Tuesday, November 13, 2007

Brilliant - Silicon Recycling

First off, I'll say that this technology is brilliant:

IBM today announced an innovative new semiconductor wafer reclamation process... The new process uses a specialized pattern removal technique to re-purpose scrap semiconductor wafers -- thin discs of silicon material used to imprint patterns that make finished semiconductor chips for computers, mobile phones, video games, and other consumer electronics -- to a form used to manufacture silicon-based solar panels. The new process was recently awarded the “2007 Most Valuable Pollution Prevention Award” from The National Pollution Prevention Roundtable (NPPR).

If you're unsure, this is a GREAT, GREAT, GREAT win for solar technology. As the article states, solar technology is being held back by a shortage of materials - in specific, silicon. Nothing worse than trying to bring greentech to the people and having it be too expensive because of materials. Briefly:
"One of the challenges facing the solar industry is a severe shortage of silicon, which threatens to stall its rapid growth,” said Charles Bai, chief financial officer of ReneSola, one of China's fastest growing solar energy companies.

IBM and others in the industry use silicon wafers both as the starting material for manufacturing microelectronic products and to monitor and control the myriad of steps in the manufacturing process. According to the Semiconductor Industry Association, worldwide 250,000 wafers are started per day across the industry. IBM estimates that up to 3.3% of these started wafers are scrapped. In the course of the year, this amounts to approximately three million discarded wafers. Because the wafers contain intellectual property, most can not be sent to outside vendors to reclaim so are crushed and sent to landfills, or melted down and resold.

Awesome, it's win-win... but I still wonder...Why did IBM put time and effort into this project? There are three reasons I can immediately come up with

1) The did it out of the goodness of their hearts

Though this is, IMHO, fantastic in the way that the chances of it being true fall somewhere between "slim" and "zip." Which, as you heard in Dumb and Dumber, still means there is a chance. If I started an environmental company, you better believe I would put "green" and "profit" as equal in priority. In fact, I wouldn't start a business I believed to be unsustainable. So, yes, IBM could have had an epiphany. More likely, however...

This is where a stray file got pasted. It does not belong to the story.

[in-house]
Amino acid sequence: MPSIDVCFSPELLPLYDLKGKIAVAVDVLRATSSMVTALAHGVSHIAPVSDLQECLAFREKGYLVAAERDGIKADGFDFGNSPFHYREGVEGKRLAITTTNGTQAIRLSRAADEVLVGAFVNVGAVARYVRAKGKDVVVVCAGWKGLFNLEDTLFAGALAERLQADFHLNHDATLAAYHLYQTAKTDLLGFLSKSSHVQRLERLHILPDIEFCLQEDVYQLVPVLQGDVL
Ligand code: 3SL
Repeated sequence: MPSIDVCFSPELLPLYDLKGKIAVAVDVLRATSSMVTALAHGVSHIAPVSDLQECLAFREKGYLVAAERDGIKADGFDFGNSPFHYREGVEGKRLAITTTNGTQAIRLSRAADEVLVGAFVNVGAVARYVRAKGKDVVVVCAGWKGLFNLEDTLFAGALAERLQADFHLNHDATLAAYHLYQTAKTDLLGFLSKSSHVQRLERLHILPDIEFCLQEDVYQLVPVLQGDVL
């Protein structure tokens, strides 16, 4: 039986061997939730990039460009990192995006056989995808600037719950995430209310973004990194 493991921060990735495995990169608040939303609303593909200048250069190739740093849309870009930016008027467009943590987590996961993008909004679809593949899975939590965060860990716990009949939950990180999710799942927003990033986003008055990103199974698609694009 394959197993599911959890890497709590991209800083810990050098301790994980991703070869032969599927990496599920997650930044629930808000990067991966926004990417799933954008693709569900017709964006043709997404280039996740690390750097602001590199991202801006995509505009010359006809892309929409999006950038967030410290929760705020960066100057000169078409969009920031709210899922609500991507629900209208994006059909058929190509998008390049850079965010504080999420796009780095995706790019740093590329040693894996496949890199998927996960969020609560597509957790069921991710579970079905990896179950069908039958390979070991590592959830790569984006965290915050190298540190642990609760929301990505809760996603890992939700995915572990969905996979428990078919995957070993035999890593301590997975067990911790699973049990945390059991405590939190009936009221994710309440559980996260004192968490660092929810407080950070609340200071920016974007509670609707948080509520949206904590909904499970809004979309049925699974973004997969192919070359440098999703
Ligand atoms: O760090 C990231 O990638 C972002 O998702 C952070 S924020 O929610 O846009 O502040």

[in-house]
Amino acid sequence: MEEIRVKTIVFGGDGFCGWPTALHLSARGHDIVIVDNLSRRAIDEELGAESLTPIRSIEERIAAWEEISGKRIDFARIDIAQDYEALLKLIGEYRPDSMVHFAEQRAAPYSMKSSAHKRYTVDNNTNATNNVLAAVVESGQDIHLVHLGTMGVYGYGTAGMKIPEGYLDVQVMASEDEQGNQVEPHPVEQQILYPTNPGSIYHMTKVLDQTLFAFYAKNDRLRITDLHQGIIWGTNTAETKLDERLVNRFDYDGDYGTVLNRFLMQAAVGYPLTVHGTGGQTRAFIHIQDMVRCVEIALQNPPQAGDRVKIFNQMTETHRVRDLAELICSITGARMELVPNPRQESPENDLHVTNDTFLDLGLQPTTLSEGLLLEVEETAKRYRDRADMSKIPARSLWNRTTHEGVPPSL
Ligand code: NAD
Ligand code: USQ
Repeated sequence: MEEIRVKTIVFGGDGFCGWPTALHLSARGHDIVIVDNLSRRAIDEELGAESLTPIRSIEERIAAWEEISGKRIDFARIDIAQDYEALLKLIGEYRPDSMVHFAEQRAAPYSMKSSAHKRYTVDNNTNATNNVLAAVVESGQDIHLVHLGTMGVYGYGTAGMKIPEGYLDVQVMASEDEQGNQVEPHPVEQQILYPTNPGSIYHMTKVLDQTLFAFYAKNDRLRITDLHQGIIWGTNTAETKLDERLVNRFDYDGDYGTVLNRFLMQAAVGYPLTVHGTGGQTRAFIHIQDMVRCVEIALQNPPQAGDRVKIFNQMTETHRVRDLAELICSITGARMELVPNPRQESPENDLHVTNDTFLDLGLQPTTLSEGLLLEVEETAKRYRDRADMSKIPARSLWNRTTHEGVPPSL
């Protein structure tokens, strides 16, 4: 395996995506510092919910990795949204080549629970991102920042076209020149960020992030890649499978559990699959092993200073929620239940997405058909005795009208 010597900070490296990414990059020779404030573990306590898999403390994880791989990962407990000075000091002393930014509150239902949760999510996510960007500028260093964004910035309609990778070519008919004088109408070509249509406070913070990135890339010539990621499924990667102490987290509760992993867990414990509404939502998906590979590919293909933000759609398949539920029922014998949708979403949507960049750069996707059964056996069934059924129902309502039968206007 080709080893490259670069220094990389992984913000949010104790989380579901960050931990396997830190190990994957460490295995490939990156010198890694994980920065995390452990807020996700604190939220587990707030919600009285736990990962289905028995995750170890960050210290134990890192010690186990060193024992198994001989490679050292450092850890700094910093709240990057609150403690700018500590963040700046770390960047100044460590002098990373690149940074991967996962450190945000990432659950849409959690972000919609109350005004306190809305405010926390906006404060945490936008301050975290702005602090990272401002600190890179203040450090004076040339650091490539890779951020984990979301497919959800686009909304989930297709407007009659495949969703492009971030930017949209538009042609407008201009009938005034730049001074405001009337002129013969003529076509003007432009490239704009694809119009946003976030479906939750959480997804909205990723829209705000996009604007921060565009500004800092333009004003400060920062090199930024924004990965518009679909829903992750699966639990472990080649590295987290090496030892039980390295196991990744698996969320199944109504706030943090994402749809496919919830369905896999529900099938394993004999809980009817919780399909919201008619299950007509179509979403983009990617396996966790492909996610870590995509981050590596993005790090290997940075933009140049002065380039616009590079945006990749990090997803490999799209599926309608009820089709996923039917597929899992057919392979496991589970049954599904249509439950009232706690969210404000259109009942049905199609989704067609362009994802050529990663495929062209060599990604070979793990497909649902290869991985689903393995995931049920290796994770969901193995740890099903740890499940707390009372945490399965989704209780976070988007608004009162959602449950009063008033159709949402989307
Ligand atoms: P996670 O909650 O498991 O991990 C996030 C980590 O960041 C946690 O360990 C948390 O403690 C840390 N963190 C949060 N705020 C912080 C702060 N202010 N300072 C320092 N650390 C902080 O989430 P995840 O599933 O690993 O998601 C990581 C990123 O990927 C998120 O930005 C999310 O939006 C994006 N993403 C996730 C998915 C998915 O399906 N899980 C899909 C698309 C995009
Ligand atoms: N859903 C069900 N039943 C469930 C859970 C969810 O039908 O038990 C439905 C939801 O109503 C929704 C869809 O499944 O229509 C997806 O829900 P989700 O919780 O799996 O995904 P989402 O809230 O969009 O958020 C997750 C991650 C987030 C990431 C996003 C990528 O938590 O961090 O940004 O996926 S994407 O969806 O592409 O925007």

2) They did it to APPEAR to have good, green hearts

Is that wrong? No. It's predictable, to be sure, but the outcome is the same in the end. Or is it?

Though this is, as I mentioned, a big win for solar power regardless of the motivation. But if this is a marketing opportunity more than anything else, it leaves the possibility of it going away quickly when the benefits don't outweigh the costs for IBM alone. Lets say the recycling process gets a little expensive or they have to hire more people to take care of the process or any number of different things that could happen. Suddenly, appearing green is no longer a priority and the process slows to a halt. The press release already went out so the impact was already felt. Is anyone going to track and report on it if they decide to stop? No one... BUT ME!

Which brings me to the last reason this process might have been created...

3)It makes them money

Between 2 and 3, it's hard to say which one is more likely and, in the end, it's all the same thing (green image leads to more sales). In fact, it ends up being both:
IBM’s commitment to environmental conservation blah blah blah blah blah blah

The projected ongoing annual savings for 2007 is nearly $1.5 million and the one-time savings for reclaiming stockpiled wafers is estimated to be more than $1.5 million.

This further proves my (and others') theory on the environment:

things will not change until it becomes profitable for them to do so

Keep in mind I am not saying ANYTHING against IBM. This is a great move on their part and I would not expect an industry giant to do anything but do as it has done in the past. If this is an indication of corporate altruism, then all the better. An environmental win is a win.
The new wafer reclamation process produces monitor wafers from scrap product wafers - generating an overall energy savings of up to 90% because repurposing scrap means that IBM no longer has to procure the usual volume of net new wafers to meet manufacturing needs. When monitors wafers reach end of life they are sold to the solar industry. Depending on how a specific solar cell manufacturer chooses to process a batch of reclaimed wafers - they could save between 30 - 90% of the energy that they would have needed if they'd used a new silicon material source. These estimated energy savings translate into an overall reduction of the carbon footprint -- the measure of the total amount of carbon dioxide (CO2) and other greenhouse gases emitted over the full life cycle of a product or service -- for both the Semiconductor and Solar industries.

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